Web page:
Updated 11:56 AM EST, Fri, Jan 15, 2021

Ethical or Not? Chinese Scientists Perform Genetic Engineering on Human Embryos

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The world's eyes are set on China after its scientists confirmed editing of human embryos.

The research team, headed by Junjiu Huang, hails from the Sun Yat-sen University in Guangzhou, The Telegraph reported. Their efforts of embryonic engineering stem from hopes of modifying the gene responsible for thalassaemia, an inherited condition affecting the blood.

What The Scientists Did

According to The New York Times, the researchers made use of defective human embryos, with the goal of producing one built on precisely-altered gene in each of its cells. Other DNA damage are not intended.

Experimenting on over 80 human embryos, the research, however, failed to have a favorable result. The subjects either had unaltered genes, ended with collateral damage, became "genetic mosaics" or died, The NY Times said.

The study specifically utilized tripronuclear (3PN) zygotes to investigate CRISPR / Cas9-mediated gene editing in human cells.

Ethical Considerations

While the study seems controversial at first glance, the paper indicated compliance to ethical guidelines. It states, "This study conformed to ethical standards of Helsinki Declaration and national legislation and was approved by the Medical Ethical Committee of the First Affiliated Hospital, Sun Yat-sen University. The patients donated their tripronuclear (3PN) zygotes for research and signed informed consent forms."

Nevertheless, critics warned that China has started to become the "Wild West" of genetic research, The Telegraph noted.

The outlet took note of Dr. David King remarks, Human Genetics Alert director, who said, "This news emphasizes the need for an immediate global ban on the creation of GM designer babies."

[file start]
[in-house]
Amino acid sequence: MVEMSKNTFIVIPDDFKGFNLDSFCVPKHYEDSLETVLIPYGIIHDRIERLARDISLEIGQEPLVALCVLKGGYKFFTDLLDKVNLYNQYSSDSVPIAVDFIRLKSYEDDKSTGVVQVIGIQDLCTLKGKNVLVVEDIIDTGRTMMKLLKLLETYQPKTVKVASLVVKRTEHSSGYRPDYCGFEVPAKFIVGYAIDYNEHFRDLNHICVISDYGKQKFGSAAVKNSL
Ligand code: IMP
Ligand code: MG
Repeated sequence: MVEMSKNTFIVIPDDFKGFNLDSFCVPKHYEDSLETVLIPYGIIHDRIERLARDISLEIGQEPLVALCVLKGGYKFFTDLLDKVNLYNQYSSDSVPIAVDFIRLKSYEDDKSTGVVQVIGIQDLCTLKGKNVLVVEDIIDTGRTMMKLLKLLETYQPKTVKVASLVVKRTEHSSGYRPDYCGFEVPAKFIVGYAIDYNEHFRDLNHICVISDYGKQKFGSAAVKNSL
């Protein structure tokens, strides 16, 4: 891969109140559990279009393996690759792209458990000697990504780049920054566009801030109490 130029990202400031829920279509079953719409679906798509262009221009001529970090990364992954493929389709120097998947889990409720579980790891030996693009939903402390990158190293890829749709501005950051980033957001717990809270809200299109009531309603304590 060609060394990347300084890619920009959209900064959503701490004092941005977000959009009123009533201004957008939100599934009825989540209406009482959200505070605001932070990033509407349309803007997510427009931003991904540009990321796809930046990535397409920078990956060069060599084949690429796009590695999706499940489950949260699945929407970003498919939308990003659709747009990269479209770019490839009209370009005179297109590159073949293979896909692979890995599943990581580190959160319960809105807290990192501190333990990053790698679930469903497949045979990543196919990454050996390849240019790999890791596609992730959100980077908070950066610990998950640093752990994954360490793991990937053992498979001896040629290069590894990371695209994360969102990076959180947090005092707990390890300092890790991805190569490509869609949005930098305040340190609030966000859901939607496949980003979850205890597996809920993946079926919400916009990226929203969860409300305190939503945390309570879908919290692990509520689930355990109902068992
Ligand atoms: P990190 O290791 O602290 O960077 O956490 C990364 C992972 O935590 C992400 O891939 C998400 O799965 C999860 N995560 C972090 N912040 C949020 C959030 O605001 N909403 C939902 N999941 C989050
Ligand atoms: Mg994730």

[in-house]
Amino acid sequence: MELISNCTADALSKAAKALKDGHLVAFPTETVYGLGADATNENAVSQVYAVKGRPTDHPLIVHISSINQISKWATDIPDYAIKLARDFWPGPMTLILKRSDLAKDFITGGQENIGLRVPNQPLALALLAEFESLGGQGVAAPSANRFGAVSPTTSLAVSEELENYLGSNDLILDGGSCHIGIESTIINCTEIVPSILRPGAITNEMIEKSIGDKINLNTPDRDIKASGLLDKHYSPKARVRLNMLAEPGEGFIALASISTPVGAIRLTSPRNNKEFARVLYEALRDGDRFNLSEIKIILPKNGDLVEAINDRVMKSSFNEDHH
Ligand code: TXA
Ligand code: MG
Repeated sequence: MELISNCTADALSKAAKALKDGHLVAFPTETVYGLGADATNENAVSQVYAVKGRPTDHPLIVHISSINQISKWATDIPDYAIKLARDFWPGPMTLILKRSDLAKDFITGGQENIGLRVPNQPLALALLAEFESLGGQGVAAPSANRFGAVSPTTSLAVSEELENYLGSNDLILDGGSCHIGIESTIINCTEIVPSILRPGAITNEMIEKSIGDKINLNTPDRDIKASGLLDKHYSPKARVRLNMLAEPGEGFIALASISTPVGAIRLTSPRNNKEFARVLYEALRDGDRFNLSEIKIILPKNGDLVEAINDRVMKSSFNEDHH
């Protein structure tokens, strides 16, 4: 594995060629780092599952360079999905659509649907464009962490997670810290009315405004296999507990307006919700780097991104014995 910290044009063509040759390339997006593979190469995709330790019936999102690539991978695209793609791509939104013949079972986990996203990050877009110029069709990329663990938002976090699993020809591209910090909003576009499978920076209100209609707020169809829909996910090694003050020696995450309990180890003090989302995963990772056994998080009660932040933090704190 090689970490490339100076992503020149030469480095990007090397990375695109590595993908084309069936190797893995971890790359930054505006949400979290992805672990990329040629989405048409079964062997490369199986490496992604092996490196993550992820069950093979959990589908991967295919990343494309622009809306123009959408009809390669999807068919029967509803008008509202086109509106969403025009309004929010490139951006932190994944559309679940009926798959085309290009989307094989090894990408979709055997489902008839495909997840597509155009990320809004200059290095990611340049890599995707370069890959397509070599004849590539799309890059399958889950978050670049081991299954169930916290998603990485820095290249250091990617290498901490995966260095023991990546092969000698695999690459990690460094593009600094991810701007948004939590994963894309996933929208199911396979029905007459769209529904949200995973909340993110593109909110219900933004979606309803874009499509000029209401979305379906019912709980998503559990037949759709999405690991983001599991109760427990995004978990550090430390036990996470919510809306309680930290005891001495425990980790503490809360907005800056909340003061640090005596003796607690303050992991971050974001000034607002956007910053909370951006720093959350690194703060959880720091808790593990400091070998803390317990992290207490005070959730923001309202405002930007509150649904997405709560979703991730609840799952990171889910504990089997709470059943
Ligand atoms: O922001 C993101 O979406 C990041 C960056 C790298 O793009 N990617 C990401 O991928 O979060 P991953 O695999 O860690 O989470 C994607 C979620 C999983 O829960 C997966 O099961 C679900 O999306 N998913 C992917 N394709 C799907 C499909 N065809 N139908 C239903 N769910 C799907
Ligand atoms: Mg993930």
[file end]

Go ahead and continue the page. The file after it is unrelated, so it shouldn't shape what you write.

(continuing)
"It is entirely unnecessary since there are already many ethical ways to avoid thalassaemia. This research is a classic example of scientific careerism -- assuring one's place in the history books even though the research is unnecessary and unethical."

The researchers, on the other hand, stopped the study as they thought of its immaturity. Lead scientist Huang told Nature, "If you want to do it in normal embryos, you need to be close to 100%... That's why we stopped. We still think it's too immature."

As told by the United Press International, the study has been submitted to journals Science and Nature. Both outlets, however, denied publication, citing ethical reasons.

Thalassaemia Explained

Thalassaemia is a genetic condition caused by a genetic change in relation to hemoglobin -- that part of the blood which carries oxygen. Hemoglobin is composed of alpha and beta chains, Patient.co.uk wrote.

A patient with thalassaemia could have faulty alpha or beta chains, resulting in abnormal hemoglobin physiology.

Where Human Embryo Editing is "Legal"

The Business Insider cited several countries, where editing human embryos is legal. The United States is one of these, considered by a 2014 study as a special case, having very restrictive guidelines.

Click this link for a graphic reference (via Motoko Araki and Tetsuya Ishii of Hokkaido University).

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